These same partners have been working together since then to accelerate our cooperation and bring about today’s event.  Following the September 2020 forum, AIT and the Taiwan External Trade Development Council (TAITRA) issued a joint statement on strengthening our cooperation on supply chain restructuring and resiliency, especially in the tech and medical sectors.  Last October marked the first time Taiwan hosted a session during the United States-led Indo-Pacific Business Forum, sharing lessons on the Taiwan Model for handling COVID-19 and how Taiwan forges public-private partnerships in the medical industry.

The United States has a unique opportunity to continue building upon the supply chain restructuring efforts that we started in Taiwan last year.  In pursuit of this goal to secure critical supply chains, we are eager to work with our friends and partners who share similar values of free markets, rule of law, and strong protection of intellectual property.  We believe these shared values, in turn, will enrich communities and economies throughout the Indo-Pacific.  I am confident that we will expand our cooperation even further on this issue of utmost importance.

Today, among the distinguished guest speakers from the United States, the EU, Japan, and Taiwan who will join the panel presentations to share with you their insights, I would like to especially recognize the U.S. Department of State Bureau of Economic and Business Affairs Deputy Assistant Secretary Matt Murray.  His participation shows the importance that Washington places on Taiwan’s role as a critical economic and security partner.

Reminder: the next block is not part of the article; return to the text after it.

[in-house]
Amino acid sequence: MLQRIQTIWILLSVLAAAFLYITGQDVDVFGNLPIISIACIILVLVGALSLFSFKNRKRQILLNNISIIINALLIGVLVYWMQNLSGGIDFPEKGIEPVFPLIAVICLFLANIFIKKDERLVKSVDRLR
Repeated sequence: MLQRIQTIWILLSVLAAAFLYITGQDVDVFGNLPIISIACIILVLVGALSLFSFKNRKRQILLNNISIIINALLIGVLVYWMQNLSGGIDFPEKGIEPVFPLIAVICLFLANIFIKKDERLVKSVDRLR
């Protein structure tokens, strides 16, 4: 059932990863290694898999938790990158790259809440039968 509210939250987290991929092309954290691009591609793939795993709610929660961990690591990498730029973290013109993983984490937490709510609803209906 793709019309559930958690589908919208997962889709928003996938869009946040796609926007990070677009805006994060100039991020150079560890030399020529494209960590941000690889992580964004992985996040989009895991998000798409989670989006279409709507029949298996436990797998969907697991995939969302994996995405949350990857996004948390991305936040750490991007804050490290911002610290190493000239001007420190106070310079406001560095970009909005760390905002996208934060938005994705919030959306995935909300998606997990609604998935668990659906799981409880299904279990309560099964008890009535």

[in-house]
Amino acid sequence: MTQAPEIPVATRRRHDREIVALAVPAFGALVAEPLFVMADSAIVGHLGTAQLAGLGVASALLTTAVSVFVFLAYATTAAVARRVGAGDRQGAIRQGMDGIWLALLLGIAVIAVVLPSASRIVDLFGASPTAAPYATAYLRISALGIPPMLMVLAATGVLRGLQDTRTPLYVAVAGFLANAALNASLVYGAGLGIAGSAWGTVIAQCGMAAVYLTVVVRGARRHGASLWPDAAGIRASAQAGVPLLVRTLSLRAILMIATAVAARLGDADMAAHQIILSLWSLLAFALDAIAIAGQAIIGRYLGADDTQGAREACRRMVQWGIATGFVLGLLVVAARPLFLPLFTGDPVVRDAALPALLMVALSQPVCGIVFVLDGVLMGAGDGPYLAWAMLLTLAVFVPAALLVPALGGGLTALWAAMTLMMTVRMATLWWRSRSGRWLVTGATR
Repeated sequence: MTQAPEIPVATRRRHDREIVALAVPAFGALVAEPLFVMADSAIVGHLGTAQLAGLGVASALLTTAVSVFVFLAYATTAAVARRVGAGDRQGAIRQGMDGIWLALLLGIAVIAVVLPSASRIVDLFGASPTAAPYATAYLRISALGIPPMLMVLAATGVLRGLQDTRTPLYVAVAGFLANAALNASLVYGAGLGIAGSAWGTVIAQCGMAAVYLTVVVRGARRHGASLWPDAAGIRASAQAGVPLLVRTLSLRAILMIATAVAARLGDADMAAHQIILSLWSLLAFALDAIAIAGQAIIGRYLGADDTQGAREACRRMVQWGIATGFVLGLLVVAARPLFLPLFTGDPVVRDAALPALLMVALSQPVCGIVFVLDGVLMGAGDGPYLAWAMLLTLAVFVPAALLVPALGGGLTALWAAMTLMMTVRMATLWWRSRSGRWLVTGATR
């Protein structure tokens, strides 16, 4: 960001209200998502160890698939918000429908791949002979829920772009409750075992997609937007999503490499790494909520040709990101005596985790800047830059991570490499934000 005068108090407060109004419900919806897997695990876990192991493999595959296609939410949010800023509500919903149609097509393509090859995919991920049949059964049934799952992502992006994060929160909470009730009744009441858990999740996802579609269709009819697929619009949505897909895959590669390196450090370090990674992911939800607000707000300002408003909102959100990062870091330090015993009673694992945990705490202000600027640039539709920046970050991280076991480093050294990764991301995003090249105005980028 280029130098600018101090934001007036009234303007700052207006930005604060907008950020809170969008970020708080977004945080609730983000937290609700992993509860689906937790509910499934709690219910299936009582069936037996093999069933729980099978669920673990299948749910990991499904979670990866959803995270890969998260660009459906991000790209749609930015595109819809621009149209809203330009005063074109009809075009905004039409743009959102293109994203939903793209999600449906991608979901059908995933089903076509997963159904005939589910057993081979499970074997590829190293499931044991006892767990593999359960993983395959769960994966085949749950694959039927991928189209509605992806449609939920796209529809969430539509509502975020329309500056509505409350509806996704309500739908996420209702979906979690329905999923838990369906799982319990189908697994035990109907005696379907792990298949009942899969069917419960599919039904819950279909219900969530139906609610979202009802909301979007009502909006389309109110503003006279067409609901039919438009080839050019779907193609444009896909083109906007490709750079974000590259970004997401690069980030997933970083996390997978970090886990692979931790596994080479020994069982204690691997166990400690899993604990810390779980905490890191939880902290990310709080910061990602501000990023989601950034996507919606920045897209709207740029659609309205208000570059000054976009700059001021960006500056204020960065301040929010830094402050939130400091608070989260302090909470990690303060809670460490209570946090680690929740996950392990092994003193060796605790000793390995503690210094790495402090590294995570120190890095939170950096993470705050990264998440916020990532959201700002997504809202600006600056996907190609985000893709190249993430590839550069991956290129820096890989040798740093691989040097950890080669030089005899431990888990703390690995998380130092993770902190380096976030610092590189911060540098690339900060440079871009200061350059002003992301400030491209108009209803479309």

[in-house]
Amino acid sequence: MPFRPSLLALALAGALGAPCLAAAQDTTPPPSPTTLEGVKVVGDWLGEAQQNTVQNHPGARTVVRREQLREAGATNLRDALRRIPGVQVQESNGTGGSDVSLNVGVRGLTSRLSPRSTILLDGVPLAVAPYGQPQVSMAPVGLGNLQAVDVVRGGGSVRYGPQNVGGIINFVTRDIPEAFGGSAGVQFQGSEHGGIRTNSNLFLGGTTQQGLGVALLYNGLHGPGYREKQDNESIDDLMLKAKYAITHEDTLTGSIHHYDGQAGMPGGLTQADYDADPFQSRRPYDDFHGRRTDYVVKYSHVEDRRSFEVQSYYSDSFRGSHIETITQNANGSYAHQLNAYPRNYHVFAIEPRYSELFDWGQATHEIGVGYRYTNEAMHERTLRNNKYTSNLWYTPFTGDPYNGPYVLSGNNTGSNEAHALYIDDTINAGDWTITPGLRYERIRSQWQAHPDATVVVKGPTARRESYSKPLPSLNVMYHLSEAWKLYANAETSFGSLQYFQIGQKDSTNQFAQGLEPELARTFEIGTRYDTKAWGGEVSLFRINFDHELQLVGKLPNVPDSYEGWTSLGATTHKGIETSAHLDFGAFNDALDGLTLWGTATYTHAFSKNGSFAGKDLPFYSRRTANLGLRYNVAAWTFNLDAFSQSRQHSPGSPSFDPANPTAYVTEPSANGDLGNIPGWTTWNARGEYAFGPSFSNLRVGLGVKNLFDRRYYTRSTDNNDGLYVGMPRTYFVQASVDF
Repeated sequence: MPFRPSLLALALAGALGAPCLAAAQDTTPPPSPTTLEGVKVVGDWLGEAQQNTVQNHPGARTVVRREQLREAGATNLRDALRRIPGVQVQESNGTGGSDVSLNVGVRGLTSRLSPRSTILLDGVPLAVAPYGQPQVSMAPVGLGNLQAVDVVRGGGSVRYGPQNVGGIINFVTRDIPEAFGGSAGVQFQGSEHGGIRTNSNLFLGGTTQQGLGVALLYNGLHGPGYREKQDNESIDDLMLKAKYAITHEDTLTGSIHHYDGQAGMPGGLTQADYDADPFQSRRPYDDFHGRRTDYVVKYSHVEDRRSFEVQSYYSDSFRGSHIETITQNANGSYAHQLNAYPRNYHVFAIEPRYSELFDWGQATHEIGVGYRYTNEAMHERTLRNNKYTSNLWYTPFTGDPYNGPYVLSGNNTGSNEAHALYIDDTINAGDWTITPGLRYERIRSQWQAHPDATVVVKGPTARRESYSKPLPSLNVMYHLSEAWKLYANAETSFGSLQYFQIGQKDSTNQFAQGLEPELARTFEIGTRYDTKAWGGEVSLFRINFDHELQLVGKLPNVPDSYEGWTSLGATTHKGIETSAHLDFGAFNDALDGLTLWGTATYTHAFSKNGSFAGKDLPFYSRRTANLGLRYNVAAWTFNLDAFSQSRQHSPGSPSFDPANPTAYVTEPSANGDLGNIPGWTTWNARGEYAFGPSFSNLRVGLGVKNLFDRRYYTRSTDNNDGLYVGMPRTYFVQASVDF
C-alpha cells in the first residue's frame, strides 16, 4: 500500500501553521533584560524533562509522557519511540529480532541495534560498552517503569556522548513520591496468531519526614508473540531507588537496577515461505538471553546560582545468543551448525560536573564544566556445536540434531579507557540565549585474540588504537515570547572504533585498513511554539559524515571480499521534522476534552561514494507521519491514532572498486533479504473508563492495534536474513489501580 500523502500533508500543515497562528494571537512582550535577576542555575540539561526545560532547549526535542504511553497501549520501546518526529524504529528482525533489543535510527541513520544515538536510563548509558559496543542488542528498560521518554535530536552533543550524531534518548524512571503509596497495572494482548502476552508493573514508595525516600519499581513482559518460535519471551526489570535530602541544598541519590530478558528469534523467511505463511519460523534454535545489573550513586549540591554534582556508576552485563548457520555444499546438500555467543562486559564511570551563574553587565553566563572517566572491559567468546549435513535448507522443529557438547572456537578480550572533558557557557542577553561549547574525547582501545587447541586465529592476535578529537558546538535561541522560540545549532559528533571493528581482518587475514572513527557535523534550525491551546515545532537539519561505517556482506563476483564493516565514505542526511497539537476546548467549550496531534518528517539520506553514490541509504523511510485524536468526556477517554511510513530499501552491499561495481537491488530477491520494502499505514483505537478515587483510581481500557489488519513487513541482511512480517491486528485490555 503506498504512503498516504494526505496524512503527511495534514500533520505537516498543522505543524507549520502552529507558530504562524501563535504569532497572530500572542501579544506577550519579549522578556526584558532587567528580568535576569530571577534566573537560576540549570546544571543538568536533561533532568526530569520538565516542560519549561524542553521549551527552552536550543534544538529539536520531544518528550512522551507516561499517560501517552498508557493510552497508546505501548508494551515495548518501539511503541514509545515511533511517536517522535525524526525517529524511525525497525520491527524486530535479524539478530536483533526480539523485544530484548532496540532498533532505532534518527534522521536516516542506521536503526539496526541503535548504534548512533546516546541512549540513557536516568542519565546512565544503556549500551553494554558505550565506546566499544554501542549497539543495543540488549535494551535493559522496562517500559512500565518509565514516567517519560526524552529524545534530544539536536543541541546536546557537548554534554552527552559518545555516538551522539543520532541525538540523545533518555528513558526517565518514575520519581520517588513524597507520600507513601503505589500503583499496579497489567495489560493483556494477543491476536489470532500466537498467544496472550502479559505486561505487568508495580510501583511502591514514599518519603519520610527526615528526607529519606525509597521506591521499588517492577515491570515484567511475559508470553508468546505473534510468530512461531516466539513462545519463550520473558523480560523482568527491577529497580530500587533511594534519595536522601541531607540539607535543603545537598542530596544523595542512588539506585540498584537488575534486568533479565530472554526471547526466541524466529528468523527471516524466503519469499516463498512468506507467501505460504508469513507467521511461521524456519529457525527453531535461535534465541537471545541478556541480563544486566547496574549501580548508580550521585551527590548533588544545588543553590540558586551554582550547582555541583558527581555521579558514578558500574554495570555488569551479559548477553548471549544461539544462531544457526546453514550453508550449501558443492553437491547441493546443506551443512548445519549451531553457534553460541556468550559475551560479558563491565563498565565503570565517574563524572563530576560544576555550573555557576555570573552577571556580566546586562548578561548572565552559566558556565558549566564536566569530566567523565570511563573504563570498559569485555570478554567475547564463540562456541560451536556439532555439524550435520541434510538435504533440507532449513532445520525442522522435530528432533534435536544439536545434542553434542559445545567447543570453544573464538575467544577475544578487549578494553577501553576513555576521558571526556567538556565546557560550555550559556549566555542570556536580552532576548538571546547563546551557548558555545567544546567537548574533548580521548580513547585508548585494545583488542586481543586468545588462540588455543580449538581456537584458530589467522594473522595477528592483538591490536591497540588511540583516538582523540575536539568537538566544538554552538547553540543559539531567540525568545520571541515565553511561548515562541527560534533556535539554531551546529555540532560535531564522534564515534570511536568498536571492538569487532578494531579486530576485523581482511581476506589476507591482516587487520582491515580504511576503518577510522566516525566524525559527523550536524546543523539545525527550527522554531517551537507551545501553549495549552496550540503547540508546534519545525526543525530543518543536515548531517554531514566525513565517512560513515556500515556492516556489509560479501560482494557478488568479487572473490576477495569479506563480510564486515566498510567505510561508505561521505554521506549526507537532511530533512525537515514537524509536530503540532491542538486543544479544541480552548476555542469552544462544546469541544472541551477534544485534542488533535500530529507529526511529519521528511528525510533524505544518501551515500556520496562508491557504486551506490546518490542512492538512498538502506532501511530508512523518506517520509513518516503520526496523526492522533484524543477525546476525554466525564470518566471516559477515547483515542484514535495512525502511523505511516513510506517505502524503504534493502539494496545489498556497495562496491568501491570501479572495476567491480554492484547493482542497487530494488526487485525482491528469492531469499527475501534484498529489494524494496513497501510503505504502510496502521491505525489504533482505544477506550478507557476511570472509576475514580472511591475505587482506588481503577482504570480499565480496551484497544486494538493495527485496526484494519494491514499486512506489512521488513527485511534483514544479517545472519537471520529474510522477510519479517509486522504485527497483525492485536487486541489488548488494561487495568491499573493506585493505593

Before I conclude, I would like to highlight the strength of the U.S.-Taiwan partnership, which is broad and deep, both in economic and commercial matters, and also in many other areas.  We know that the past couple weeks have been a challenging time for Taiwan due to the recent COVID-19 outbreak.  The United States and Taiwan have cooperated closely in dealing with the pandemic, and we were very pleased to see the arrival two days ago of the 2.5 million doses of Moderna vaccine donated by the United States to Taiwan.  The American people will never forget Taiwan’s generosity in donating face masks and other medical supplies during the darkest days of the COVID-19 crisis in the United States.  We cherish our long-term tradition of helping each other when challenges arise.

I am sure that everyone will find something of value in today’s forum to help boost the resilience of global technology supply chains, making each of our economies stronger and more capable of dealing with the challenges of the modern era.  Taiwan is a critical partner for the United States in securing resilient, sustainable supply chains, and I am confident our two economies will continue to expand our cooperation even further.

Finally, I want to once again thank our co-hosts, the European Economic and Trade Office, the Japan-Taiwan Exchange Association, and Taiwan’s Ministry of Economic Affairs for their support.